For all student services practitioners it is important to know what students are receiving and to coordinate care to ensure they have the best chances of succeeding, to ensure roles are clearly defined and to know that we are not duplicating each others work.
This is one of the more difficult aspects of the role. The mental health services in Ireland are under severe pressure. Waiting lists are ever increasing. Community mental health services are often firefighting and understandably they are trying only to see those most in need. From an HEI perspective, we too are trying to prioritise our own referrals.
While at times it may not be easy to access mental health services, accessing services for international students and students from counties other than Dublin is particularly difficult. Trinity tries to offer these students a psychiatric service if appropriate and available, or prioritise these students for a GP visit. If the student is already engaged with a mental health service at home, Trinity will attempt to liaise with these to services to support a student. The Case Coordinator, with consent from the student, can liaise with these external services.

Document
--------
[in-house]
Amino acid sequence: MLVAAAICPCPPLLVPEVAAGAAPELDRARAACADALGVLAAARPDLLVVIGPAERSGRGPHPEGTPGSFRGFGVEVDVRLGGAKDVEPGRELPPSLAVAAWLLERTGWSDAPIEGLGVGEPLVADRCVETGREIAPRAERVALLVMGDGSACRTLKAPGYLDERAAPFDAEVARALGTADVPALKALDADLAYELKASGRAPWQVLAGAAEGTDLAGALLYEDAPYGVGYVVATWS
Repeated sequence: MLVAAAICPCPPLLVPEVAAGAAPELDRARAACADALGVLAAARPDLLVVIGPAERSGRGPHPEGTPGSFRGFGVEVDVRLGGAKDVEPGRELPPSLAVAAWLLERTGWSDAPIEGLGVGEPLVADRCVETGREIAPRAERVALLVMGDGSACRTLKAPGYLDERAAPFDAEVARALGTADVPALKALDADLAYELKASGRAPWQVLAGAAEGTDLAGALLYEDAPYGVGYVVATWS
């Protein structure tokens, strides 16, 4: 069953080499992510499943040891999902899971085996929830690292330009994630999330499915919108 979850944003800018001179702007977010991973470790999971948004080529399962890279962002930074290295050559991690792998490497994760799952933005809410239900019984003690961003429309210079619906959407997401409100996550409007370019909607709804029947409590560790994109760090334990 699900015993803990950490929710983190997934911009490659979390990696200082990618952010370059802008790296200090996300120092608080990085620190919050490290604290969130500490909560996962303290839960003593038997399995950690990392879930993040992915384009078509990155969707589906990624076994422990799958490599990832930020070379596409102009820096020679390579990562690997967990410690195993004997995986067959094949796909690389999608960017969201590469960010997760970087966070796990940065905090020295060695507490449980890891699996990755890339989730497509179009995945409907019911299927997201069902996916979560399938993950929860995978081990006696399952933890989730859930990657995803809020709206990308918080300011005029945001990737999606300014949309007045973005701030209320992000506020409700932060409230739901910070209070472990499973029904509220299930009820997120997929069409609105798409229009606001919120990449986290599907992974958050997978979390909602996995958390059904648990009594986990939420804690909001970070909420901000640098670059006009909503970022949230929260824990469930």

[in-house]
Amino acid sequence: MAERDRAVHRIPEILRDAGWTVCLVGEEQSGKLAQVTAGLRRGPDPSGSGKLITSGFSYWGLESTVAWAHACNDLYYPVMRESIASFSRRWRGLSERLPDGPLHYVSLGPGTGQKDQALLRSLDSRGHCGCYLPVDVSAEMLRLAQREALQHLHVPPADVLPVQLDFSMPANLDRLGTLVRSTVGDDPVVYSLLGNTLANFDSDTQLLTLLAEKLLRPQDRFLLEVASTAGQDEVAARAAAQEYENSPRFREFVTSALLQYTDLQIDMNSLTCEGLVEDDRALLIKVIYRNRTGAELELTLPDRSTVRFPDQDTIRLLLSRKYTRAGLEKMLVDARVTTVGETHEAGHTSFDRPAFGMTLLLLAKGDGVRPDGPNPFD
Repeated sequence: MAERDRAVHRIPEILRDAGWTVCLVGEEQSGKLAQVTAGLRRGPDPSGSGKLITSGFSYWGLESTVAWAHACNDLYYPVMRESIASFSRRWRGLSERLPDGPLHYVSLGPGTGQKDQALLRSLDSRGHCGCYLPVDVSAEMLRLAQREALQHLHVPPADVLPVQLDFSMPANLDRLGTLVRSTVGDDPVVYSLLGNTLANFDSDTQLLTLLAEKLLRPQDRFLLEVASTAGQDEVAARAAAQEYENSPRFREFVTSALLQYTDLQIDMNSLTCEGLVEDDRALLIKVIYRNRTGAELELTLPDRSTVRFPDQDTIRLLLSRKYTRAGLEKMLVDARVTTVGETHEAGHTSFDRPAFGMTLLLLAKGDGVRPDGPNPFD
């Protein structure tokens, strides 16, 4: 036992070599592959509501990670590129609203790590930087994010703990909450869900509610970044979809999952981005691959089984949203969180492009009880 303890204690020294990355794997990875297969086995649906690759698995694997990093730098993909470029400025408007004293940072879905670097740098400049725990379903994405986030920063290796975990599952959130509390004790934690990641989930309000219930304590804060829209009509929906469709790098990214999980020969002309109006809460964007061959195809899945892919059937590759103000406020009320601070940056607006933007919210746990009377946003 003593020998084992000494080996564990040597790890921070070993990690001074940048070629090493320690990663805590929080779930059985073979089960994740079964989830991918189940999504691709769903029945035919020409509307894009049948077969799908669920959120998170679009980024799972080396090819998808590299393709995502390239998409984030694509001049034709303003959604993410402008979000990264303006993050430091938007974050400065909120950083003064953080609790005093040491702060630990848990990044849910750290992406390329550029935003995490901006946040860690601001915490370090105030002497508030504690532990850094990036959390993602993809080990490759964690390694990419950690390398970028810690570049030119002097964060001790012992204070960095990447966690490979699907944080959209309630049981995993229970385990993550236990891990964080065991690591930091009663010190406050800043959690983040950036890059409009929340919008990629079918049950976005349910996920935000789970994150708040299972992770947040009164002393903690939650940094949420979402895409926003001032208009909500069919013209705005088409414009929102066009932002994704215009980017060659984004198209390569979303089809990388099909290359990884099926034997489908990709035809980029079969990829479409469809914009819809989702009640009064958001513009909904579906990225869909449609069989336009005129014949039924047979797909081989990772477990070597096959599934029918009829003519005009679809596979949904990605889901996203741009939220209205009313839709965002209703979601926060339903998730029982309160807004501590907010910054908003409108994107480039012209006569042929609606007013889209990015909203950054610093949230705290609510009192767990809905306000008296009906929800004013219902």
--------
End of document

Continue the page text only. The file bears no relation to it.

Generally, students who are ordinarily resident in Dublin can avail of their catchment area mental health services – however, this is not always the case. Some catchment areas are more receptive to receiving referrals from their colleagues in student services than others.
Research by McNamara et al (2014) highlighted the difficulties in planning transitioning from CAMHS to adult services in the Republic of Ireland. Many students availing of the DARE scheme will have had a history of regular interactions with CAMHS. This trend of poor transition planning means we will need to encourage students to seek a referral to their adult mental health services (AMHS) from our initial contact.
This year in Trinity at the Disability Service orientation day we encouraged those who had previously, or were currently attending CAMHS, to speak to their team about a transition plan to adult services if they felt this would be appropriate. In addition, information on transition planning was added to the Disability Service website
One of the main tasks when commencing the post of Case Coordinator was to work with the Dean of Students on a new college Fitness to Study policy. The philosophy of the policy is to support students with fitness to study difficulties in as positive manner as possible. The role of the Case Coordinator will also involve supporting all stakeholders in any fitness cases, and reviewing and updating existing policies.
Policy implementation and the promotion of same is a key area. In Trinity this means implementing current policies such as the International Students in Crisis Policy and the Mental Health Policy, as well promoting and implementing new policies such as the Fitness to Study policy.